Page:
Gaslight Movie Review
The seed of an idea that something is not quite right gets planted during their honeymoon, when Gregory convinces Paula - even though she's obviously still traumatized by her aunt's horrible murder - that they should move into the old London house together; he's just a little too insistent about it, in a way that would set any sane person's alarm off. But Paula goes blithely along, and they return to the house. It isn't long before Gregory is chipping away at Paula's self-confidence, convincing her that she's forgetful ("But, dear, I already told you, don't you remember?") and insinuating in a not-too-subtle manner that she's going crazy. At the same time, he's always finding excuses for them not to leave the house, Paula keeps hearing noises and wonders why the gaslight keeps inexplicably getting turned down low. All you need are hints of the dead aunt's jewelry and the longing way that Gregory stares at the Crown Jewels in a rare trip out of the house to the Tower of London, to figure out that there's a financial reward at the end of his chicanery.
Once you get over the realization that Paula is not the sharpest knife in the drawer, Gaslight turns into a moderately entertaining variation on the old gothic thriller. Instead of ghosts and fog, however, in the manner of Rebecca, this film takes things from a more psychological perspective and ultimately is more interesting as a portrait of a marriage gone awry. Although the viewer is quite aware of the sinister underpinnings behind Gregory's machinations, the manner in which he goes about tearing Paula down and slowly turning her into a neurotic mess has the sting of reality to it; the script is like a case-study for passive aggressive relationships.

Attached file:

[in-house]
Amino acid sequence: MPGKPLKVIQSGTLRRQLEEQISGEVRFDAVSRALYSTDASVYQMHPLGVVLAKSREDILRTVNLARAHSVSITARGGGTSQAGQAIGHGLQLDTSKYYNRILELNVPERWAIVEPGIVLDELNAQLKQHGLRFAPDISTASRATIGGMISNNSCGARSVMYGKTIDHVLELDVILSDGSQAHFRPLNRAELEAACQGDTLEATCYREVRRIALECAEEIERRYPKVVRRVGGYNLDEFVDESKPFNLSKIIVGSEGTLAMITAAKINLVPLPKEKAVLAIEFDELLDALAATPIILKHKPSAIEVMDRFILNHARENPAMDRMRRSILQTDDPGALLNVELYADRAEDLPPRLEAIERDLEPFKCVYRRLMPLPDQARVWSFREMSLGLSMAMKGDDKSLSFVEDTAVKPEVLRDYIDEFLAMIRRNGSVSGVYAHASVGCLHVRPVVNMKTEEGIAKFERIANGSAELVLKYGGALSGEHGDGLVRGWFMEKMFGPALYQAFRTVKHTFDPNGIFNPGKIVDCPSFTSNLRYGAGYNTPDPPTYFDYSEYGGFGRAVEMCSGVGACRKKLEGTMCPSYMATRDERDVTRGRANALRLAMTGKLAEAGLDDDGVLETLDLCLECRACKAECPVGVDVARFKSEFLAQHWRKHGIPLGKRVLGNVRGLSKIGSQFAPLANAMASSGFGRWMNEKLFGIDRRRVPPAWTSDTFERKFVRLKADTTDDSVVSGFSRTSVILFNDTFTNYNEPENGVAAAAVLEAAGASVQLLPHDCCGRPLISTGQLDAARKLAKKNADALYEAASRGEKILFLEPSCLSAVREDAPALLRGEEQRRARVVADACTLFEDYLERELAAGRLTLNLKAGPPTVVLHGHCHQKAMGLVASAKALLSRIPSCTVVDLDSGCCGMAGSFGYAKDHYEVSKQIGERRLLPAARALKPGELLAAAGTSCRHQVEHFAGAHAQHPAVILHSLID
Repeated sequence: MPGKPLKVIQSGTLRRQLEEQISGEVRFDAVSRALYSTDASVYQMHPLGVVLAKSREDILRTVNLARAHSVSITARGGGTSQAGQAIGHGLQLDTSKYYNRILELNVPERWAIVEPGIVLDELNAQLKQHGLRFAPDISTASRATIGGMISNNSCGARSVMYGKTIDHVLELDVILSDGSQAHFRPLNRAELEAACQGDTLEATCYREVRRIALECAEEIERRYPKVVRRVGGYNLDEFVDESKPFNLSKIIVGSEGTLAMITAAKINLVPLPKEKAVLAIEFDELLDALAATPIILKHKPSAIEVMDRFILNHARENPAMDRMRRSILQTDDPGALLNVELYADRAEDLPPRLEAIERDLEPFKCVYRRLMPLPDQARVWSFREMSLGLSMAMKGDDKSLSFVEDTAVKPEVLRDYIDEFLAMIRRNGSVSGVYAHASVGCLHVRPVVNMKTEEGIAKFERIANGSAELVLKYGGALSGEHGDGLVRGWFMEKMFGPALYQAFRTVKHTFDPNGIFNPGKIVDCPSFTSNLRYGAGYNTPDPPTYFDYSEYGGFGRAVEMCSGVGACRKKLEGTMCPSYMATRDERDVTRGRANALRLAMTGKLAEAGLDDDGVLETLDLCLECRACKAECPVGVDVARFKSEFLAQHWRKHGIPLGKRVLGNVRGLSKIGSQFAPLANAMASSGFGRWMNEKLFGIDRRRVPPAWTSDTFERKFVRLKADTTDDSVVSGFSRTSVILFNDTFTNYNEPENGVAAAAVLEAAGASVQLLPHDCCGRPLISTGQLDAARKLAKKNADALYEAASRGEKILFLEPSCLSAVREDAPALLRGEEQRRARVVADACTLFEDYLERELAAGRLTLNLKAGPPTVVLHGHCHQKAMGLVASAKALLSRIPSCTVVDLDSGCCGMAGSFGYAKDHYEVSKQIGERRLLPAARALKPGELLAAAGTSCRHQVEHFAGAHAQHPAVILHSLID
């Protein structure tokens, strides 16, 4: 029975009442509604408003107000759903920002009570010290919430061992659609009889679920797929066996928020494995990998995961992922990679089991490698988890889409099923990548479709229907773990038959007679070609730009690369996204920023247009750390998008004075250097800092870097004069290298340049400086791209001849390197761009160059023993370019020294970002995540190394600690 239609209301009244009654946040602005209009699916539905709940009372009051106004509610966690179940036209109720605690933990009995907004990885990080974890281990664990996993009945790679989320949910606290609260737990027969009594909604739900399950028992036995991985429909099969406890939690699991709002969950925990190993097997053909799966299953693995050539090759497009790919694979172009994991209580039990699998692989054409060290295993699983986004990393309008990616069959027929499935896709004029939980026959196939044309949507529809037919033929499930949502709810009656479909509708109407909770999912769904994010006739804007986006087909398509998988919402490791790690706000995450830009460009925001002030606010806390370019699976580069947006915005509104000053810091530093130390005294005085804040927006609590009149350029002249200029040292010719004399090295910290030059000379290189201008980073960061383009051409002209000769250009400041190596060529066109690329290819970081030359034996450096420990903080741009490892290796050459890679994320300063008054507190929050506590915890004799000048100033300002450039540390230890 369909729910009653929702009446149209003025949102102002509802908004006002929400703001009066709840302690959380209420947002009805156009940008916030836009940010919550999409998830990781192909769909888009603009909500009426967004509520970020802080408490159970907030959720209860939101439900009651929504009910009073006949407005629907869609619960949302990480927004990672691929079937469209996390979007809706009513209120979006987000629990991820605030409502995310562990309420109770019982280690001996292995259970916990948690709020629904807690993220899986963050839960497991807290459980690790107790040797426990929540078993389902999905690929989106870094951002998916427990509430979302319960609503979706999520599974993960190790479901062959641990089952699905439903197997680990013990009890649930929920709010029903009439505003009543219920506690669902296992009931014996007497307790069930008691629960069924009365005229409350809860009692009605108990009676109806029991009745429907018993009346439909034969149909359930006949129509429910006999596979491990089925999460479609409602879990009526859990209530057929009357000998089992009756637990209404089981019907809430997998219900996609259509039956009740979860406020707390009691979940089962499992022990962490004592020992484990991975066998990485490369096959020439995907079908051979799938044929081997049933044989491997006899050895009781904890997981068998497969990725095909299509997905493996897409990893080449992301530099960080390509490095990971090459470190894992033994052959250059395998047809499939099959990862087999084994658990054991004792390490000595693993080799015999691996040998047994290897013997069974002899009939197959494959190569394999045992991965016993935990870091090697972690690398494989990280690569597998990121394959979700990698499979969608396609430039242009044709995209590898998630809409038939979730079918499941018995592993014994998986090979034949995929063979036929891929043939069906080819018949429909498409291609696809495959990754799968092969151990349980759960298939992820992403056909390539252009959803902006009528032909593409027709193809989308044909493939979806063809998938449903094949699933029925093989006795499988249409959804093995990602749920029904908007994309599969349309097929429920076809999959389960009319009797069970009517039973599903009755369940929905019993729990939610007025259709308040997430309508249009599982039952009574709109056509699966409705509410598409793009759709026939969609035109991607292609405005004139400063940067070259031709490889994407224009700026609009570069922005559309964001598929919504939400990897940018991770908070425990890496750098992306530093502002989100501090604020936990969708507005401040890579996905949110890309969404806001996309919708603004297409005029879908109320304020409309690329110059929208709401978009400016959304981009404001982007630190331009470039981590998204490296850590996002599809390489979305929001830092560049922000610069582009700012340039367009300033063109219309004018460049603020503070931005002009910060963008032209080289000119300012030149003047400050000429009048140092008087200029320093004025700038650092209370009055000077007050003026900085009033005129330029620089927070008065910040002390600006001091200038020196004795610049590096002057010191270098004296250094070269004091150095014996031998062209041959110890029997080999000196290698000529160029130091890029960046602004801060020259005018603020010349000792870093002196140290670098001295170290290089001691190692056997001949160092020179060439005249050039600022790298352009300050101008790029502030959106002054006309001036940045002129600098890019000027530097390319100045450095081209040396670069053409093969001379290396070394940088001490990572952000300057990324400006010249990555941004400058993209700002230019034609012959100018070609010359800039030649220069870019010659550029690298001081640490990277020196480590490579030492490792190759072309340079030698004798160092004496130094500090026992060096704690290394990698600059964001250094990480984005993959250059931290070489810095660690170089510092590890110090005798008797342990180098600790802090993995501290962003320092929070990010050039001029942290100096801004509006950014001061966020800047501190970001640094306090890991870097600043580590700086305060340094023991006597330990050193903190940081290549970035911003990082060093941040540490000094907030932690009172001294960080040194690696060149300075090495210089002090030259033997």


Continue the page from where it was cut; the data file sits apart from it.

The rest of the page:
As a thriller, Gaslight works less well, as it spends too much time meandering about the outside of the story and never establishing a thoroughly claustrophobic atmosphere; one wonders what Hitchcock could have done with this material, how much tighter he would have wound the screws down. Cukor provides a glossy, professional look, and also provides good comic relief in the form of a dotty, nosy neighbor (played by Dame May Whitty). A sharp-faced, eighteen-year-old Angela Lansbury makes her (Oscar-nominated) acting debut here, giving the sometimes lagging proceedings a good salting as the tarty Cockney servant who is more than eager to lend Gregory a helping hand.
The Warner Bros. DVD is unfortunately widescreen only, and although the picture-transfer is relatively clean, it has a tendency to flicker. There are a few enjoyable extras, including a making-of documentary, and, most notably, the entire 1940 British film version of the play, starring Diana Wynyard, of which MGM reportedly tried to destroy all prints when the Cukor film was released.
Hand over the lighter.